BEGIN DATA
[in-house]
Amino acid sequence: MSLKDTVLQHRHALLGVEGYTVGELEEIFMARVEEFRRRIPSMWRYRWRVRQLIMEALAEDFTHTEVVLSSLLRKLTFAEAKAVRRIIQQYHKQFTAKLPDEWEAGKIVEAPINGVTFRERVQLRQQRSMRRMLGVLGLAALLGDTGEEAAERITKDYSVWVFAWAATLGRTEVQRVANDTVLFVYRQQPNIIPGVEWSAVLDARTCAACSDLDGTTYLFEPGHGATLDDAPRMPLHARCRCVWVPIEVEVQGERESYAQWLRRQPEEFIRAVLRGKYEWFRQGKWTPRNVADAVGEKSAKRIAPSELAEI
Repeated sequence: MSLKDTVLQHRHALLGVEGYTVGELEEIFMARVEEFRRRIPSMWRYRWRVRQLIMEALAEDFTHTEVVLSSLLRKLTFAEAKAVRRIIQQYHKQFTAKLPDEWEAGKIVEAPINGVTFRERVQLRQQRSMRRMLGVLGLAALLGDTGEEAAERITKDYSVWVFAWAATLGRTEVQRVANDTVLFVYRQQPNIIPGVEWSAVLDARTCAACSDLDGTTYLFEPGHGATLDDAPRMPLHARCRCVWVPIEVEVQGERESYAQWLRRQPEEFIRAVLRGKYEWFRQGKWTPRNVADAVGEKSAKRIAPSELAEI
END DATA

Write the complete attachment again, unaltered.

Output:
[in-house]
Amino acid sequence: MSLKDTVLQHRHALLGVEGYTVGELEEIFMARVEEFRRRIPSMWRYRWRVRQLIMEALAEDFTHTEVVLSSLLRKLTFAEAKAVRRIIQQYHKQFTAKLPDEWEAGKIVEAPINGVTFRERVQLRQQRSMRRMLGVLGLAALLGDTGEEAAERITKDYSVWVFAWAATLGRTEVQRVANDTVLFVYRQQPNIIPGVEWSAVLDARTCAACSDLDGTTYLFEPGHGATLDDAPRMPLHARCRCVWVPIEVEVQGERESYAQWLRRQPEEFIRAVLRGKYEWFRQGKWTPRNVADAVGEKSAKRIAPSELAEI
Repeated sequence: MSLKDTVLQHRHALLGVEGYTVGELEEIFMARVEEFRRRIPSMWRYRWRVRQLIMEALAEDFTHTEVVLSSLLRKLTFAEAKAVRRIIQQYHKQFTAKLPDEWEAGKIVEAPINGVTFRERVQLRQQRSMRRMLGVLGLAALLGDTGEEAAERITKDYSVWVFAWAATLGRTEVQRVANDTVLFVYRQQPNIIPGVEWSAVLDARTCAACSDLDGTTYLFEPGHGATLDDAPRMPLHARCRCVWVPIEVEVQGERESYAQWLRRQPEEFIRAVLRGKYEWFRQGKWTPRNVADAVGEKSAKRIAPSELAEI